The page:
He felt that if the opposition had accepted, the regrettable events which followed could have been avoided. Furthermore, the King's recent endeavours to establish a broad-based national commission, for the purpose of making recommendations on how to implement the BICI report's findings, has unfortunately (again) been undermined by the opposition's refusal to co-operate.
Dr Omar al-Hassan
Dr Al-Hassan is the chairman of the Gulf Centre for Strategic Studies and a former Arab League ambassador to London and Dublin
The unofficial visit of King Hamad bin Isa al-Khalifa of Bahrain to David Cameron's No 10 brought with it subtle resonations of Britain's relationship with Iraq during the Saddam era. King al-Khalifa and Saddam Hussein were both Sunni leaders of a British-born creation of a state that encapsulated rival tribes, and both times this caused instability in the regions.
King al-Khalifa rules a state with 70 per cent of its Muslim population as Shia, yet only 5 per cent of them maintain a senior civil servant-level job. When Britain left Bahrain in 1971, not only did they leave with a treaty that restricted the Al-Khalifa leadership from disposing of any territory, they also split important jobs between Sunnis and Shias 50:50. We are witnessing the repression of a majority population whose sole aim is to achieve independent sovereignty. Will the West intervene this time?
Bank super-rich are real dictators
Robert Fisk has hit almost the nail on the head ("Bankers are the dictators of the West", 10 December). It is not so much the bankers but their super-rich clients who exercise dictatorship over the so-called Western democracies.
The global crisis has furnished the proof, whatever the wishes of the peoples or the political complexion of elected governments, that the super-rich 0.1 per cent dictate that trillions of dollars, pounds and euros of their bad debts be assumed by the general public so private wealth can remain concentrated in their hands.
It is this "socialism for the rich", not fiscal irresponsibility, which has produced the current sovereign debt crisis. But it doesn't stop there. The very measures taken by governments to avert economic meltdown – zero interest rate policies (described by one banker as "crack cocaine for the financial markets") and "quantitative easing" – have created unprecedented profit-making opportunities for this same ultra-rich minority, who can now borrow money at negative real interest rates, use it to blow up new asset bubbles around the world, and generate profits on a scale that makes bankers' bonuses look like chicken-feed.
So, it is not a dictatorship of bankers, it is a dictatorship of capital, and it must be overthrown if humanity is to have a future.
Dr John Smith
Lecturer in International Political Economy, Kingston University
How dare David Cameron presume that he is protecting Britain's interests? Such arrogance. He has protected only the interests of the Square Mile and certainly not those of the majority (64 per cent) of British people who didn't vote Conservative at the last election.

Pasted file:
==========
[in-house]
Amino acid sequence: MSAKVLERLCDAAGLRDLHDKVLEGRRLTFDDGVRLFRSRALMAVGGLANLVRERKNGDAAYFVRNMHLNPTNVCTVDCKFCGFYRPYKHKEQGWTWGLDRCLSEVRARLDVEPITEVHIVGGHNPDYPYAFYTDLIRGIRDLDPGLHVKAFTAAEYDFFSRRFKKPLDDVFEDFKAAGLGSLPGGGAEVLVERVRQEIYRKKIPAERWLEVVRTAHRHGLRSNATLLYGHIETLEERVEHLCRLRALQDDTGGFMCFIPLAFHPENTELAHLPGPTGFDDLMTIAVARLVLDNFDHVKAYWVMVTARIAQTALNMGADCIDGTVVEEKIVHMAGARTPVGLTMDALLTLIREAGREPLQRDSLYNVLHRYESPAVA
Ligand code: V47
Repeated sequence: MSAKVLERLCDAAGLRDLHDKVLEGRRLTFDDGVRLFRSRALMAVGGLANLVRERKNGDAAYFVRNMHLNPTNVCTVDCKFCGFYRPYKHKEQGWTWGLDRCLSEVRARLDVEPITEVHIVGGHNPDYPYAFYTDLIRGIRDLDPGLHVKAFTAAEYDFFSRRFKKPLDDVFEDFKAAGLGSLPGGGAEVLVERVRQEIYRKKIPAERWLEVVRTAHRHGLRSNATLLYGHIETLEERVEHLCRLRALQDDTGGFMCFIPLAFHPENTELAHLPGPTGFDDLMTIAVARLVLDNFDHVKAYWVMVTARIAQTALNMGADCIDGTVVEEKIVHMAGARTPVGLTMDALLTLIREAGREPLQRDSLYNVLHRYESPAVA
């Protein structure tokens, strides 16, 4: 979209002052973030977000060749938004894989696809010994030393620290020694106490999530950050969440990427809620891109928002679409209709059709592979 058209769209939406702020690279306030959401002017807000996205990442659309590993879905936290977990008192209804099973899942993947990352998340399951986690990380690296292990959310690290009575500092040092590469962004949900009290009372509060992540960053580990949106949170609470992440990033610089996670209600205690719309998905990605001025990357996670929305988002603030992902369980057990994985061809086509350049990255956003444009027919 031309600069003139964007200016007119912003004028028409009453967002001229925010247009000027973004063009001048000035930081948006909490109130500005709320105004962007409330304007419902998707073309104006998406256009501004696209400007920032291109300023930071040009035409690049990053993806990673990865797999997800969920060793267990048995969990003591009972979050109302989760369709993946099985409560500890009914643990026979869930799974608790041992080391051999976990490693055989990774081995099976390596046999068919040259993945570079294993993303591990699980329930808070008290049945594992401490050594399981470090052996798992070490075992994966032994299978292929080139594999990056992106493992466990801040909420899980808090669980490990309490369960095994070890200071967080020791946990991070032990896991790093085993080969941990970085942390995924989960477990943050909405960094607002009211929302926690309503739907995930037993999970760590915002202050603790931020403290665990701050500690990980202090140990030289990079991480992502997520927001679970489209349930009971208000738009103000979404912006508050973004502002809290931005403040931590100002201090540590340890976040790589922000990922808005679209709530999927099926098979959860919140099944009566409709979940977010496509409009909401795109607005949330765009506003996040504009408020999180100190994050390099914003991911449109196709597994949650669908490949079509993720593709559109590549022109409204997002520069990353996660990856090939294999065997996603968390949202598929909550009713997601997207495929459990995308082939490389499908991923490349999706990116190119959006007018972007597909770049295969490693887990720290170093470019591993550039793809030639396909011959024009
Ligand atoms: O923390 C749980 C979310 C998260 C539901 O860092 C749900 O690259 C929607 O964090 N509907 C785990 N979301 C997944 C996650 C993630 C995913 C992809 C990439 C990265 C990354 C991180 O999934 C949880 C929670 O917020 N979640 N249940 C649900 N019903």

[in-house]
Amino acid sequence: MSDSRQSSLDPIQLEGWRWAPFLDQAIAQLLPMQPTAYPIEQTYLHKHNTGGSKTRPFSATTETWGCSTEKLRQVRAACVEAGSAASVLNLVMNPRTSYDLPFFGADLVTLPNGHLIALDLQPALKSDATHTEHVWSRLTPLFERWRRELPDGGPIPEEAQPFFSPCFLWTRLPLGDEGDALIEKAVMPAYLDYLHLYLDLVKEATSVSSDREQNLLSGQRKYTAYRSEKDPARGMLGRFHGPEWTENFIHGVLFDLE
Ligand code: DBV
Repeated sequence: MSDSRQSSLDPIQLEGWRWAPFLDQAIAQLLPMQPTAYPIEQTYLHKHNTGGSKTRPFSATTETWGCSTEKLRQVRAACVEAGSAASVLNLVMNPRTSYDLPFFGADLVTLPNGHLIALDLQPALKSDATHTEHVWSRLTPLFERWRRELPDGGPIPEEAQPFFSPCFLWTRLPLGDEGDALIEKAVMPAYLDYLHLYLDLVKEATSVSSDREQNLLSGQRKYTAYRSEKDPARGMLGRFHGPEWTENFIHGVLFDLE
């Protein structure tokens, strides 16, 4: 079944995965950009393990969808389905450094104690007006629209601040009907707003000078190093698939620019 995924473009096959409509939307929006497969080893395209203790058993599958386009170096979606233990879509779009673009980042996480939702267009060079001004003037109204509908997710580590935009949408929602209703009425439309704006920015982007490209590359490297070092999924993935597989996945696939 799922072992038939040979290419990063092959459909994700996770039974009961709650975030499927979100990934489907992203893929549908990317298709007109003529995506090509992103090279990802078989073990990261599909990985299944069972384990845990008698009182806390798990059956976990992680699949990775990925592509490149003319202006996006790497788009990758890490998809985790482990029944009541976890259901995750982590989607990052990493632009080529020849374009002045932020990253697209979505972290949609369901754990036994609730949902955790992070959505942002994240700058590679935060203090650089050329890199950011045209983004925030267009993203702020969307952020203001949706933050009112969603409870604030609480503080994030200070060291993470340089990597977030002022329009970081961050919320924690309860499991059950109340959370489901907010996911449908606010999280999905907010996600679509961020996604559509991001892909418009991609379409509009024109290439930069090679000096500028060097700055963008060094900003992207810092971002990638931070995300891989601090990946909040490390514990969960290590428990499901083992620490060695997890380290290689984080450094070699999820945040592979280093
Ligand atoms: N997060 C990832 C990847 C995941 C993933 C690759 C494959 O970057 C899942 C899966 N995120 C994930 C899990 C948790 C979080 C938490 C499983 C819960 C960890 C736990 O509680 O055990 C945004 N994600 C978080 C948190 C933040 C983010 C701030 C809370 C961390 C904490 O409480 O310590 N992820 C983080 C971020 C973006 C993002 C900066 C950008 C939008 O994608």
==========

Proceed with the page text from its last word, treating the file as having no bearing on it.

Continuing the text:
How shameful. The Tory Right and their American friends have finally won the battle to keep us out of the European Project. De Gaulle was right about us. Eventually, there will be a United States of Europe and we will be an isolated and irrelevant off-shore island.
We are told the financial-services sector accounts for 10 per cent of our total national income. When are the ones who produce the other 90 per cent going to get a look in?
Who will help 500,000 people?
A network of troubleshooters to work with 126,000 troubled families (report, 16 December)? At a conservative estimate, that's 500,000 people. How many troubleshooters will be needed? Anyone with relevant experience is already in social-care organisations. What would happen to existing services with the loss of such huge numbers? Or are we thinking of inexperienced workers? Will any cash-strapped council agree to pay 75 per cent of the costs for the next three years? I doubt these proposals will get off the ground.
Polar hot air
The furore in accusing the BBC of faking the sequence in the birthing den is hot air (report, 16 December). The true provenance of the sequence of the cubs suckling in a den is clearly highlighted in the book based on the series. But what is the point of the criticism? After all, the film sequence, irrespective of how it was shot, is still of small polar bears at the beginning of their lives.
I went into our local Santander branch to pay £75 in cash into the account of a plumber for a small job, but was told that as it was not a private account they could not accept the money (letters, 15 December). I went to Barclays; they were highly amused and swiftly dealt with the transaction.
It isn't fare
I don't see why those over 60 in full-time work should get the free bus fares intended to help the retired (letters, 17 December). And I think that free travel should apply only to journeys beginning in an individual's council area. I see tourists in Cleethorpes not having to pay for the bus. Why should their holidays be subsidised?
A real fiasco
In the Matthew Norman column (14 December) you refer to fiasci. The plural of fiasco is fiascos in English (OED) and fiaschi in Italian.
Hugh Hollinghurst, Liverpool